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On this date, we mark the birth of James Chaney, a Black civil rights activist, in 1943.
He was born in Meridian, MS, the son of Ben and Fannie Lee Chaney. His parents instilled a strong and resilient sense of racial pride in him at an early age. In 1959, he and a group of friends were suspended from high school for wearing buttons criticizing the local chapter of the NAACP for its unresponsiveness to racial issues. Chaney was expelled a year later for a similar incident and went to work with his father as a plasterer.
Ironically, it was during this time that his travels to different jobs on segregated buses throughout the segregated south exposed him to the Freedom Rides. The Freedom Rides were mounted to reverse segregation in these areas, and his experience further spurred his activism. In 1963, Chaney joined the Congress of Racial Equality (CORE). One year later, he joined his home state’s branch of the Student Nonviolent Coordinating Committee (SNCC) and the NAACP to form the Council of Federated Organizations (COFO) to launch a massive voter registration and desegregation campaign in Mississippi.
The state was hostile to integration and civil rights activism, and the state paid spies to compile lists of citizens suspected of any kind of involvement. They also tracked all northerners who entered the state to work on civil rights. The Ku Klux Klan was firmly rooted in this part of the state.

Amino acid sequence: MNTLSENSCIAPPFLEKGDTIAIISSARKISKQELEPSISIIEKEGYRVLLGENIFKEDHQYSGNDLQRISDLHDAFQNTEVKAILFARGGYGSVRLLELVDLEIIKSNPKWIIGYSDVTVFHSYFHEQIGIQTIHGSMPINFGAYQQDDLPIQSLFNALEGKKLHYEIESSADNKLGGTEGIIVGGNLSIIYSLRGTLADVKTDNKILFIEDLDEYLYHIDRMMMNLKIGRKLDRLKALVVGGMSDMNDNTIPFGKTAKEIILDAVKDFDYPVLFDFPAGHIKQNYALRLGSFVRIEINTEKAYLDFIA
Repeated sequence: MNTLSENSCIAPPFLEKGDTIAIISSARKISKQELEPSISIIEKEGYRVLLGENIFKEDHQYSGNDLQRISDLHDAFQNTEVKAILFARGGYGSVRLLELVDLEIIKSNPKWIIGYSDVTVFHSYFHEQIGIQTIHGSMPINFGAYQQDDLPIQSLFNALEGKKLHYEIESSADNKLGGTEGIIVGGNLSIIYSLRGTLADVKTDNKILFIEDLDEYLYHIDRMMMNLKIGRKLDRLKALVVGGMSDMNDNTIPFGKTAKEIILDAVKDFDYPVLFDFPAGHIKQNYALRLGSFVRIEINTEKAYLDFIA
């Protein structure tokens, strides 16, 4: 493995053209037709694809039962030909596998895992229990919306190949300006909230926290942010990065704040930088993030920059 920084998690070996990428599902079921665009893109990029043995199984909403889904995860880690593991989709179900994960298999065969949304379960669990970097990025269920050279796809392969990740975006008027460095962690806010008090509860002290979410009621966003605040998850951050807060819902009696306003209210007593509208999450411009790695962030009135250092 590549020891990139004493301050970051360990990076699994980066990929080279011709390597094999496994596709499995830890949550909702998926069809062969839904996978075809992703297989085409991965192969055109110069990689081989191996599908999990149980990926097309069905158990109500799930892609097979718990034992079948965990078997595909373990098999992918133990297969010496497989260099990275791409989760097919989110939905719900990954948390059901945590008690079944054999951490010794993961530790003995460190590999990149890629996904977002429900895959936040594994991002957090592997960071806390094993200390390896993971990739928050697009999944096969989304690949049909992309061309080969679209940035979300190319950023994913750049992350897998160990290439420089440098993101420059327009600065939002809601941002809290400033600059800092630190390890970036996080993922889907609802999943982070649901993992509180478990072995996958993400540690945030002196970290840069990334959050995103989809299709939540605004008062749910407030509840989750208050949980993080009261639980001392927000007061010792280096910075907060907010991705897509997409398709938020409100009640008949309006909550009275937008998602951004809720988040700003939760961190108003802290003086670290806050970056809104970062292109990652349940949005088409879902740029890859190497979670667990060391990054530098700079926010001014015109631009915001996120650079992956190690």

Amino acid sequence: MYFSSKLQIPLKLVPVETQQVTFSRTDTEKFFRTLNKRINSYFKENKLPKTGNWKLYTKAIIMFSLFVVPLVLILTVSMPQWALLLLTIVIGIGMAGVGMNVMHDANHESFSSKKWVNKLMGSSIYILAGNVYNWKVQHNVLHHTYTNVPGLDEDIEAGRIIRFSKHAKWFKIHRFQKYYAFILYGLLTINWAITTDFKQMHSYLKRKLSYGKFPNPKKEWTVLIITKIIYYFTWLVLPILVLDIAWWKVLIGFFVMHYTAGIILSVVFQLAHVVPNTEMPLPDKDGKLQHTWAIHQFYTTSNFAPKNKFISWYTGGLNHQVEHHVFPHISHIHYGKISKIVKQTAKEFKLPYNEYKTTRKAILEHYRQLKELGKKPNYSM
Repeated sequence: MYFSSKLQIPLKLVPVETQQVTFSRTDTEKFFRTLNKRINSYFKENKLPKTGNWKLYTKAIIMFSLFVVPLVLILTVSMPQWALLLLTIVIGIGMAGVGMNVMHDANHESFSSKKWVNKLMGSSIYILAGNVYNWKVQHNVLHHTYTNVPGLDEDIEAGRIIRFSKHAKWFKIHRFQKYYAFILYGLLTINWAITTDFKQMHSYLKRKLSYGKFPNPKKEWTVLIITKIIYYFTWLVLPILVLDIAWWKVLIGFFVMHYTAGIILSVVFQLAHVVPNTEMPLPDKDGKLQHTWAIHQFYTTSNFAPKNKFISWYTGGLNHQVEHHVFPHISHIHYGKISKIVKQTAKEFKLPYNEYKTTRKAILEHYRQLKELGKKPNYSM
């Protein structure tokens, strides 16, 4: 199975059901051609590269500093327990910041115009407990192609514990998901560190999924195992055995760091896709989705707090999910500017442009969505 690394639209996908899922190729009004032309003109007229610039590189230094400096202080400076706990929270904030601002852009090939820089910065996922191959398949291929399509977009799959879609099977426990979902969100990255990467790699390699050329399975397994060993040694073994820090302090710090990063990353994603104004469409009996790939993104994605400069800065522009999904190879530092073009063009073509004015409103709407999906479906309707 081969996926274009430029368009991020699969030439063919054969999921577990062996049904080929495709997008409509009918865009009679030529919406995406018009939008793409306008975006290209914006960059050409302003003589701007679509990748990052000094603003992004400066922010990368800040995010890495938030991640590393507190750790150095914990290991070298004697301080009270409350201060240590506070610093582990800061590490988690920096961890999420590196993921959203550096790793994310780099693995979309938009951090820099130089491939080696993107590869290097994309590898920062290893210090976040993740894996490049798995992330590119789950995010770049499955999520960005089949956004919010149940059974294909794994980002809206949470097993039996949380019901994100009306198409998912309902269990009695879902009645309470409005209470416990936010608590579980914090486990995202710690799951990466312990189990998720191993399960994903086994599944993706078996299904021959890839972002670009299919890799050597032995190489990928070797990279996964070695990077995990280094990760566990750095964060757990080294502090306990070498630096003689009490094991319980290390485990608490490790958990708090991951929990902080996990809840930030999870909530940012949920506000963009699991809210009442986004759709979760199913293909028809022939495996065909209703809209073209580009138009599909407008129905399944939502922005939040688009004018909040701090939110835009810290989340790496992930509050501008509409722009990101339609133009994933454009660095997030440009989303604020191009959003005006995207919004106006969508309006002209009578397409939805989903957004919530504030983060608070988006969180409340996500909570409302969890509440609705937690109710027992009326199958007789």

During Freedom Summer in 1964, Chaney worked with an interracial team, including New Yorkers Michael Schwerner and Andrew Goodman, to organize a community center in Meridian and to register African Americans for voting. On June 21, 1964, with two Jewish associates, Michael Schwerner and Andrew Goodman working with the CORE Mississippi Freedom Summer Project, the three set out to investigate a church bombing in Longdale, MS, a potential site for a Freedom School teaching literacy and voter education. As the three of them were driving back to Meridian, police in Philadelphia, MS, detained them. Chaney was arrested for speeding and Schwerner and Goodman were arrested as suspects in the church bombing. No phone calls were allowed nor were any of them allowed to pay the fines.
The FBI recovered the bodies of the murdered men from an earthen dam on August 4. Three years later, two men convicted of the murders were sentenced to ten years, and three others convicted of conspiracy to six years. Despite confessions and eyewitness accounts, all were paroled before serving their full-term and most returned to Mississippi by the mid-1970s.
But a journalist, Jerry Mitchell had written extensively about the case. With a schoolteacher, Barry Bradford, and a few of his students, new evidence was developed, new witnesses were found, and the State was pressured to take action. A new trial was called. When the trial opened on January 7, 2005, Edgar Ray Killen, once an outspoken white supremacist nicknamed the "Preacher," pleaded "Not Guilty" to Chaney's murder. Fannie Lee Chaney and Carolyn Goodman, mothers of two of the civil rights workers, were the last witnesses for the prosecution. The jury found Killen guilty of manslaughter on June 20, 2005, and he was sentenced to 60 years in prison.
Memories of the Southern Civil Rights Movement
By Danny Lyon
Copyright 1992, University of North Carolina Press